Let’s start off by making sure we know the difference between greatest and best. There’s not a doubt in my mind that Kawhi Leonard is the best player to ever play for the Raptors, but that’s not how we define greatness. When you’re thinking about the greatest players to ever play you have to factor in things like longevity, leadership, winning, and the ‘it’ factor, along with their talent and ability. I think there’s overall agreement of who deserves to be in the top five, especially the top four, but a lot can be debated about the order, so be prepared to disagree with me. At the end of the day the final ranking is based on my personal opinion. Now, let’s take a deep dive into the five greatest Raptors of all-time.
5. Chris Bosh, PF/C, 2003-2010
Bosh played for the Raptors for seven seasons after they drafted him fourth overall in the 2003 draft. He played his rookie year alongside Vince Carter (who appears a little later on this list), before Vince Carter was moved to the New Jersey Nets in the middle of Bosh’s second NBA season. After losing their most impactful player in Carter, the franchise for the rest of Bosh’s tenure was built around him, and he stepped up into the leading role. After averaging 16.8 points per game in his second season, Bosh wouldn’t go another season with the Raptors averaging fewer than 20 points and 8.7 rebounds per game. A five-time all-star in Toronto, the Raptors only made two playoff appearances while Chris was on the team, and lost in the first round both times. Bosh kept the franchise afloat during the years between Vince Carter and DeMar Derozan, and much of the Raptors’ culture was built during the years of Chris Bosh. For that, and for his consistent all-star caliber play, he’s earned a spot on this list.
4. Vince Carter, SF/SG, 1998-2004
Some might argue that Vince appears too low on this list, and that’s understandable. Vince “Air Canada” Carter put Toronto on the map in the NBA. Arguably the second BEST player ever to play for the Raptors, the Golden State Warriors drafted him fifth overall in the 1998 NBA draft. He was then traded to Toronto for the fourth overall pick, Antawn Jamison. In his first year with the Raptors, he quickly became a fan favourite in Toronto, mostly due to his high-flying, poster-dunking nature. In just his second season, Vince Carter was named to the third team all-NBA while averaging 25.7 points per game. Earning the nicknames “Vinsanity”, “half-man, half-amazing” and the aforementioned “Air Canada”, Vince appeared in the dunk contest in his second year. Known for being possibly the greatest dunk contest of all-time, Carter put on a show (seriously though, go watch the highlights), putting him in the spotlight of the entire league. In just his third season, Vince averaged over 27 points per game and was named to the second team all-NBA, leading the Raptors into the playoffs where they would meet MVP Allen Iverson and the 76ers in the conference semi-finals. Carter and Iverson went back and forth all series, pushing the series to a deciding seventh game. In an infamous decision, Carter decided to attend his university graduation the morning of game seven, before flying back in for the game. After a hard-fought battle, Carter missed a shot at the buzzer that would have sent the Raptors to the conference finals with a good chance at their first ever NBA finals appearance. Unfortunately that’s as deep as the Raptors would get in the playoffs with Carter at the helm, and after a few more all-star seasons and some problems between Carter and Raptors management, he was traded to the Nets. Although things didn’t end well with Vince Carter in Toronto, he was the first player to bring real significance to Canada’s only NBA team, and is tough to have this low on the list.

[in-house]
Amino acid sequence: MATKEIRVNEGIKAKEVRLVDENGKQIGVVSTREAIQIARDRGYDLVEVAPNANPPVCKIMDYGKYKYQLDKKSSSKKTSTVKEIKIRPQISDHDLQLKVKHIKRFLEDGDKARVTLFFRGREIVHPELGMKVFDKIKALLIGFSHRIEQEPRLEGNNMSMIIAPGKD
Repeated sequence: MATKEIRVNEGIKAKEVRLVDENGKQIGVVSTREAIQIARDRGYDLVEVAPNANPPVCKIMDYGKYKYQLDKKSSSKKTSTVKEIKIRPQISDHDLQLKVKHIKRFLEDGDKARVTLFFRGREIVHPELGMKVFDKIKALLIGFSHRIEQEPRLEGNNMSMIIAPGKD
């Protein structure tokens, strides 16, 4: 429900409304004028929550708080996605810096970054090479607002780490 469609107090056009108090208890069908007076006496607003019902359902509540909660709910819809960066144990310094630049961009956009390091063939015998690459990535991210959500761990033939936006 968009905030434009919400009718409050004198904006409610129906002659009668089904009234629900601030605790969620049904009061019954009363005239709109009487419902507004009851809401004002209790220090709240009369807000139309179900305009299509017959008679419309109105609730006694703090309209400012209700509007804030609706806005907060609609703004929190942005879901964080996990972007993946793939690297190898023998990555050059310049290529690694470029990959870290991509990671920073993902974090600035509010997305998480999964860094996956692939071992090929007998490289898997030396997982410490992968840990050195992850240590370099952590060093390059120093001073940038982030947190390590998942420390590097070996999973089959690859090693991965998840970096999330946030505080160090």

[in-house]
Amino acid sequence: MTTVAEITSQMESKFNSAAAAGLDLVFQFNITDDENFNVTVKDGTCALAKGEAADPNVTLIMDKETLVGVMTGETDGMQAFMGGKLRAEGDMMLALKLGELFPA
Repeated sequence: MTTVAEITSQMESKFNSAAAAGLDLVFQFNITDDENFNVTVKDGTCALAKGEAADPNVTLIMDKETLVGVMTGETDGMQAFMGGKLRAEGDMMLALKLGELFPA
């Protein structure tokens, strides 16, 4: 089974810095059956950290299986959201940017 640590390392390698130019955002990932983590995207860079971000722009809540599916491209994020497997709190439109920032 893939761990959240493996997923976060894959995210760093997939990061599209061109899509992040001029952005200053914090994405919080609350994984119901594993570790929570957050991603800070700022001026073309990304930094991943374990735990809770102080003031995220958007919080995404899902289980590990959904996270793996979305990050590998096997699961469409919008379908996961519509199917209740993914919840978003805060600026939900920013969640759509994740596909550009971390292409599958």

3. DeMar DeRozan, SG/SF, 2009-2018
DeMar DeRozan was the first star player to ever truly love Toronto, and Toronto loved DeMar DeRozan. After being drafted by the Raptors in 2009, DeMar became the heartbeat of Toronto basketball. Few players (in fact only one other player) was beloved by Toronto fans as dearly as DeRozan was. When Chris Bosh left to play with LeBron James and the Heat in the 2010 offseason, DeRozan famously tweeted “Don’t worry, I got us…”. That tweet gives me goosebumps to this day. Carter wanted out of Toronto and got sent away to the Nets, Bosh left to play for the Heat, but DeRozan told Toronto fans he was here to stay, and he was true to his word. A four time all-star with the Raptors, DeMar stepped up his production after Bosh left, making a jump from 8.6 to 17.2 points per game in his second season. DeRozan never averaged less than 20 points per game after his first all star season in 2013-14, and consistently played his heart out for Toronto. DeMar is the Raptors all-time leader in games played, minutes played, and points scored (at least for now, Kyle Lowry could have a say in that soon). DeRozan played his heart out for the Raptors each and every year, but they couldn’t get over the hump in the playoffs. After being eliminated by the LeBron James led Cavaliers for the third consecutive year, team president Masai Ujiri decided it was time for a change. He moved away from DeRozan, onto the next player on this list, and it proved to be the right decision. It pains me to have DeRozan so low on the list, but the two players above him both have the one thing DeMar could never quite get.